When it comes to understanding the student experience, School of Computer Science and Statistics Lecturer Andrew Butterfield has got you covered. While Butterfield currently boasts many research acclaims supported by the European Space Agency (ESA), just a few decades ago he was a bright-eyed young student like the rest of us. His current projects and software are used on an international scale, however, he remains close to home by lecturing and coaching students at his alma mater here in College.
Andrew Butterfield began his studies in 1979 as an engineering student with a passion for computers and—in his words, “regretfully”—model war games. While he had always found this an enjoyable creative outlet, upon walking into the Model War Game Society during his first Fresher’s Week, he knew it was no longer for him: “It was the first time I realised that you don’t keep all of those passions you had when you were younger,” — something he notes to be one of the first important lessons he learned outside of the classroom.
While, in his words, Butterfield did the “very first year thing of joining every society possible,” he eventually found his ground in Mathsoc and DU Orienteers. Later on, after achieving Schols and being granted a room on campus, Butterfield became greatly involved with the Hist: “I was always a Hist guy, never a Phil guy,” he admits. Still focusing on his degree in Engineering, Butterfield found the Hist to be his eye-opener to different ways of thinking, offering new experiences that far surpassed his “engineering bubble”. He details having met friends from all disciplines at Hist events, some of whom have become lifelong friends: “We still meet up every once in a while in some Dublin pub to catch up.”
Something that Butterfield finds of value about his time in the Hist is all of the conversations and interactions he had, which at the time had seemed trivial, but are now looked upon fondly: “you know, you had your friend in economics, or your friend in law, talking about the beginning of theories and ideas that are being discussed today”. This also helped him out of his comfort zone and consider new perspectives, helping him tackle future projects on the application of maths proofs in software engineering.
“While the Hist provided Butterfield with a wider humanities perspective, his involvement in Mathsoc sparked his academic and scientific interests significantly.”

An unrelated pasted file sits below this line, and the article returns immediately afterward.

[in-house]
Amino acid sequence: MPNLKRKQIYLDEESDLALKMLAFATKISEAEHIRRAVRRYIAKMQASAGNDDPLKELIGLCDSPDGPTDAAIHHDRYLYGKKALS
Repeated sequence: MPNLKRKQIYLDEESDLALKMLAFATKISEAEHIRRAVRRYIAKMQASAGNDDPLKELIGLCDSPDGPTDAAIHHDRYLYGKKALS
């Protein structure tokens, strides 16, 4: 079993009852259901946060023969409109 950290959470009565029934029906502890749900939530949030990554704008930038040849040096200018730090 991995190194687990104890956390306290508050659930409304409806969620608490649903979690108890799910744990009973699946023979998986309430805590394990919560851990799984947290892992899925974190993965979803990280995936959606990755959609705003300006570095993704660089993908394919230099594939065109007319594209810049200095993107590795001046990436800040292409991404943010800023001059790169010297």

While the Hist provided Butterfield with a wider humanities perspective, his involvement in Mathsoc sparked his academic and scientific interests significantly. When Butterfield was a student in College, the Maths society was located next to the Maths department, which at the time was the first location in Ireland to house a Unix computer. This proved revolutionary for Butterfield, as lecturers allowed members of the Maths society to play around with the system and develop a deeper passion for computers. Butterfield explains that these experiences provided him with a new manner of thinking about computers — something that inspires his research for the ESA, applying mathematics to his foundation in engineering to decrease errors in software used in space instruments, such as satellites.
While he finds it difficult to summarise his extensive time in College, Butterfield notes that despite any impactful events or experiences, the most important thing he learned was to “talk to other people, get a new perspective, get new ideas” and to learn how to effectively communicate with others. He believes that not only does this guarantee success in the future, but it can open you up to many opportunities and people you otherwise may not have encountered: “it makes you look at the same world with a different (point of) view.”
Butterfield carries this sort of mantra into his classrooms. Working with the ESA, he allows students to “play around” with and research software used on their satellites. The lucky students who create working, vetted code may see their work used on the satellite. Students praise him for his engaging and inspiring lectures, as well as his understanding nature. Butterfield strives to make students think outside the box and learn in a hands-on manner. He also engages in community activities, having hosted and organised the Academics Symposium in College for several years, providing panels and speeches from forward-thinking academics of our time.
It is a comfort to know that among those teaching in lecture halls, there are some who have had the same experience of Freshers Week in Front Square, walking through the Hamilton, or nerding out over a computer (or, in this generation’s case, AI) with fellow society friends. It is especially a comfort when such a person understands the value of learning inside and outside the classroom, and promotes this with students to uplift and support them.